It is an interesting idea to think of what the future of education holds. With the popularity of online classes, will we start to see actual on-campus attendance start to dwindle? What will community colleges look like in 10 years? Will our college continue to expand or will it start to shrink due to less enrollment in face to face classes?
According to the Sloan Consortium article “Online Nation: Five Years of Growth in Online Learning” two-year associate’s institutions, like the college, have the highest growth rates in online enrollment and that they account for over one-half of all online enrollments.
Between 2010 and 2012 alone the college added 103 online class sections while losing 129 on campus sections, according to college distance learning reports. In 2012 the total number of credit hours that were online classes was 16 percent, which is up 3.9 percent from 2010, and it will only continue to grow in the future.
Although the abilities of technology are wonderful, there is something special about forming relationships in a classroom setting. Students are able to connect with their professors, as well as their classmates, in order to overcome challenges that may arise throughout the course.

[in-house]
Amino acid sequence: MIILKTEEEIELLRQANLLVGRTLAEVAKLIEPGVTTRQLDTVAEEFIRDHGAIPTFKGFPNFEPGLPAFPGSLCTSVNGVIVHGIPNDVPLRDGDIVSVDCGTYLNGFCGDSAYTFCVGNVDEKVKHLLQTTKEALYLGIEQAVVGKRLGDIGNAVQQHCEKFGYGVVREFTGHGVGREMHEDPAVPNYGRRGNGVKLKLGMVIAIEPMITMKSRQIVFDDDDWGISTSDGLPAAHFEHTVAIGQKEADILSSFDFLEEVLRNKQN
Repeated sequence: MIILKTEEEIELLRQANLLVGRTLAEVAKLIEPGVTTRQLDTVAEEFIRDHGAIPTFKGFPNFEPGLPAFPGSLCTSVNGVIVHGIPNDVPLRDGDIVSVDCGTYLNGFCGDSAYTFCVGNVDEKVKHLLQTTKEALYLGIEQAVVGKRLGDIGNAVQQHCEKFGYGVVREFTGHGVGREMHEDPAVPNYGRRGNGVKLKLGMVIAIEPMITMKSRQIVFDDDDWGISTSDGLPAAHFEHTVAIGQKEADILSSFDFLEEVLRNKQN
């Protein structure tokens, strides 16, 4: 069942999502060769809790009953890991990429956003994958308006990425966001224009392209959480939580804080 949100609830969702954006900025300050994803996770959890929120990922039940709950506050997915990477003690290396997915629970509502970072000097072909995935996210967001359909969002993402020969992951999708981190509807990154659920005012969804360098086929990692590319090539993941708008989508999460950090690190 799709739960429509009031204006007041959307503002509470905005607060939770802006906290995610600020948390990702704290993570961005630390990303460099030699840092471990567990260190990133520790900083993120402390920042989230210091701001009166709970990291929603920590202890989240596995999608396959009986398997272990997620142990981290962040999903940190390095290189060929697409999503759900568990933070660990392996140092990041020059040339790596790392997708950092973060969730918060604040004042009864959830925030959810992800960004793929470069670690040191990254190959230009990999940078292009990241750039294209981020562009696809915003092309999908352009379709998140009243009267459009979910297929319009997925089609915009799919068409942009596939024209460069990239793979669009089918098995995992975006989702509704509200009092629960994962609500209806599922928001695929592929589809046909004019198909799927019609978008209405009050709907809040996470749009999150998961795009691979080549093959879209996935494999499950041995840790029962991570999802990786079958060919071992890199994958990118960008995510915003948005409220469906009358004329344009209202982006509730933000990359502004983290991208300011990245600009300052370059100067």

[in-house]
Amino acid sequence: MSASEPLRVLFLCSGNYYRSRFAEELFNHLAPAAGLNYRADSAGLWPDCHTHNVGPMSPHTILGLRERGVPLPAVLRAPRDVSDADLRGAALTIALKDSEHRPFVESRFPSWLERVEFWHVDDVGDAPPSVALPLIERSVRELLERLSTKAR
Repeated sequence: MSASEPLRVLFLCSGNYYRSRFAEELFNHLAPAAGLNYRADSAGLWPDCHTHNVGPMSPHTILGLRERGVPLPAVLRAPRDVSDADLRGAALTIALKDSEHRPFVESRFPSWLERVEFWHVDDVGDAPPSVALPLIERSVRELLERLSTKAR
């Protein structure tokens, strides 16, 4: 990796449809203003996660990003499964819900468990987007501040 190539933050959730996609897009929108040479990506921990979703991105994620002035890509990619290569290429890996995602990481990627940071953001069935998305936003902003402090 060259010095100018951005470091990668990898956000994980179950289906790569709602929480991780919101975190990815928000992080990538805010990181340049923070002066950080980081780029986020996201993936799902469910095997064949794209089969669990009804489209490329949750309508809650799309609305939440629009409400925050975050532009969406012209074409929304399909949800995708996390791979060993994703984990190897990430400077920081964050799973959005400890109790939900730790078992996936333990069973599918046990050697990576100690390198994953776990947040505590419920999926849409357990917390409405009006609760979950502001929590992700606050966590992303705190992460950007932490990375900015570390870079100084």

In 2012 eight prefixes of classes saw success rates of online classes that were lower, by greater than 10 percent, than in classrooms. While there were just three prefixes of classes which saw a higher online success rate, by greater than 10 percent, compared to on campus classes. The eight classes that saw the lower success rates were all very hands on classes, where it is hard to learn from just reading a book and sitting behind a computer screen. For example foreign languages need classroom interactions and practice with a real person to be able to understand and be proficient in a new language.
With the future bringing us seemingly closer to a faceless society, it is important that we maintain that sense of humanity in a classroom setting. Even though the college may be perfectly ready to run many classes online, we must step back and think about it.
The number of colleges reporting that online classes are important to their long-term strategy is nearing 70 percent according to the Sloan Consortium, the highest in a 10 year period. Just 10 years ago it was less than 50 percent.
It is not a question of if we can, but a question of if we should.